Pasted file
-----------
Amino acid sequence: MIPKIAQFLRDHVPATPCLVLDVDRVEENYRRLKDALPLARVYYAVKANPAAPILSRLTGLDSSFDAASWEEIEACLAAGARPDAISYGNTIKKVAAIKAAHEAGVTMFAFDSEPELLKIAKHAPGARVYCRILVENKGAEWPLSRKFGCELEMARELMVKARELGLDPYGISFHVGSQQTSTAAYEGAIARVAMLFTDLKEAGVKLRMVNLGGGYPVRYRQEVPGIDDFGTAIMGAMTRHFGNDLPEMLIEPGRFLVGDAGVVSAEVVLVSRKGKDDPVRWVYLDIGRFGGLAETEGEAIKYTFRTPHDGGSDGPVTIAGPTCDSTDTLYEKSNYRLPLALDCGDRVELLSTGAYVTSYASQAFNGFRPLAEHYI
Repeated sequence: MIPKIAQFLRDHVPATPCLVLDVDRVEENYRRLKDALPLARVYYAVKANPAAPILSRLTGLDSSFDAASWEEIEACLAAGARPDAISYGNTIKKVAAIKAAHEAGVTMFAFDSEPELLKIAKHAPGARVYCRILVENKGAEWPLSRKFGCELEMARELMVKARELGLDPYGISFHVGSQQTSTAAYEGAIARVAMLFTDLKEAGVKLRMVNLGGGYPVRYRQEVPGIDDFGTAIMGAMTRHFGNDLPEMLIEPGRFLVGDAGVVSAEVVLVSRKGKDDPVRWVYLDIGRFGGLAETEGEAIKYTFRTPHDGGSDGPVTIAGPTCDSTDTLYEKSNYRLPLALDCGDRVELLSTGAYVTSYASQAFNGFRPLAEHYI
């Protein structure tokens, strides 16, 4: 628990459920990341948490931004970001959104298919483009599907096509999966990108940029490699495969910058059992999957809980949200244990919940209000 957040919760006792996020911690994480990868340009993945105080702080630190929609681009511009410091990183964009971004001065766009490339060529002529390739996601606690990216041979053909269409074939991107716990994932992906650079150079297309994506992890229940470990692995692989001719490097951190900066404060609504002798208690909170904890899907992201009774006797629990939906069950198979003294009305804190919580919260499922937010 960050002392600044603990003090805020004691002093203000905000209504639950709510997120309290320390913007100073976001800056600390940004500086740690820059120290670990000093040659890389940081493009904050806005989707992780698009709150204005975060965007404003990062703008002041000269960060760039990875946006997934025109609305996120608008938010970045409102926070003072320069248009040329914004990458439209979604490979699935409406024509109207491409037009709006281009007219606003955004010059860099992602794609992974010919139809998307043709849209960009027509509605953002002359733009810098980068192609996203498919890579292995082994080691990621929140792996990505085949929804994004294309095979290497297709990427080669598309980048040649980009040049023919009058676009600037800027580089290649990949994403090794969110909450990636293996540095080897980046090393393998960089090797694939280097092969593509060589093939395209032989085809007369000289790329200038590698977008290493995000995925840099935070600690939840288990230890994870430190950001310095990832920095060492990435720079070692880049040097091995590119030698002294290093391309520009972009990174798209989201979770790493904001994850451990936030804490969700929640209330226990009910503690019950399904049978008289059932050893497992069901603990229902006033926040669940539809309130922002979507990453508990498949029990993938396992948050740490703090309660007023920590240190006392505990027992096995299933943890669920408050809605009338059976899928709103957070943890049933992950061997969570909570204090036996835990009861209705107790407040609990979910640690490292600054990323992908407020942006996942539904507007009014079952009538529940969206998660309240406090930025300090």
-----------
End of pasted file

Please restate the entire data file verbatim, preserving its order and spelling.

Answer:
Amino acid sequence: MIPKIAQFLRDHVPATPCLVLDVDRVEENYRRLKDALPLARVYYAVKANPAAPILSRLTGLDSSFDAASWEEIEACLAAGARPDAISYGNTIKKVAAIKAAHEAGVTMFAFDSEPELLKIAKHAPGARVYCRILVENKGAEWPLSRKFGCELEMARELMVKARELGLDPYGISFHVGSQQTSTAAYEGAIARVAMLFTDLKEAGVKLRMVNLGGGYPVRYRQEVPGIDDFGTAIMGAMTRHFGNDLPEMLIEPGRFLVGDAGVVSAEVVLVSRKGKDDPVRWVYLDIGRFGGLAETEGEAIKYTFRTPHDGGSDGPVTIAGPTCDSTDTLYEKSNYRLPLALDCGDRVELLSTGAYVTSYASQAFNGFRPLAEHYI
Repeated sequence: MIPKIAQFLRDHVPATPCLVLDVDRVEENYRRLKDALPLARVYYAVKANPAAPILSRLTGLDSSFDAASWEEIEACLAAGARPDAISYGNTIKKVAAIKAAHEAGVTMFAFDSEPELLKIAKHAPGARVYCRILVENKGAEWPLSRKFGCELEMARELMVKARELGLDPYGISFHVGSQQTSTAAYEGAIARVAMLFTDLKEAGVKLRMVNLGGGYPVRYRQEVPGIDDFGTAIMGAMTRHFGNDLPEMLIEPGRFLVGDAGVVSAEVVLVSRKGKDDPVRWVYLDIGRFGGLAETEGEAIKYTFRTPHDGGSDGPVTIAGPTCDSTDTLYEKSNYRLPLALDCGDRVELLSTGAYVTSYASQAFNGFRPLAEHYI
């Protein structure tokens, strides 16, 4: 628990459920990341948490931004970001959104298919483009599907096509999966990108940029490699495969910058059992999957809980949200244990919940209000 957040919760006792996020911690994480990868340009993945105080702080630190929609681009511009410091990183964009971004001065766009490339060529002529390739996601606690990216041979053909269409074939991107716990994932992906650079150079297309994506992890229940470990692995692989001719490097951190900066404060609504002798208690909170904890899907992201009774006797629990939906069950198979003294009305804190919580919260499922937010 960050002392600044603990003090805020004691002093203000905000209504639950709510997120309290320390913007100073976001800056600390940004500086740690820059120290670990000093040659890389940081493009904050806005989707992780698009709150204005975060965007404003990062703008002041000269960060760039990875946006997934025109609305996120608008938010970045409102926070003072320069248009040329914004990458439209979604490979699935409406024509109207491409037009709006281009007219606003955004010059860099992602794609992974010919139809998307043709849209960009027509509605953002002359733009810098980068192609996203498919890579292995082994080691990621929140792996990505085949929804994004294309095979290497297709990427080669598309980048040649980009040049023919009058676009600037800027580089290649990949994403090794969110909450990636293996540095080897980046090393393998960089090797694939280097092969593509060589093939395209032989085809007369000289790329200038590698977008290493995000995925840099935070600690939840288990230890994870430190950001310095990832920095060492990435720079070692880049040097091995590119030698002294290093391309520009972009990174798209989201979770790493904001994850451990936030804490969700929640209330226990009910503690019950399904049978008289059932050893497992069901603990229902006033926040669940539809309130922002979507990453508990498949029990993938396992948050740490703090309660007023920590240190006392505990027992096995299933943890669920408050809605009338059976899928709103957070943890049933992950061997969570909570204090036996835990009861209705107790407040609990979910640690490292600054990323992908407020942006996942539904507007009014079952009538529940969206998660309240406090930025300090």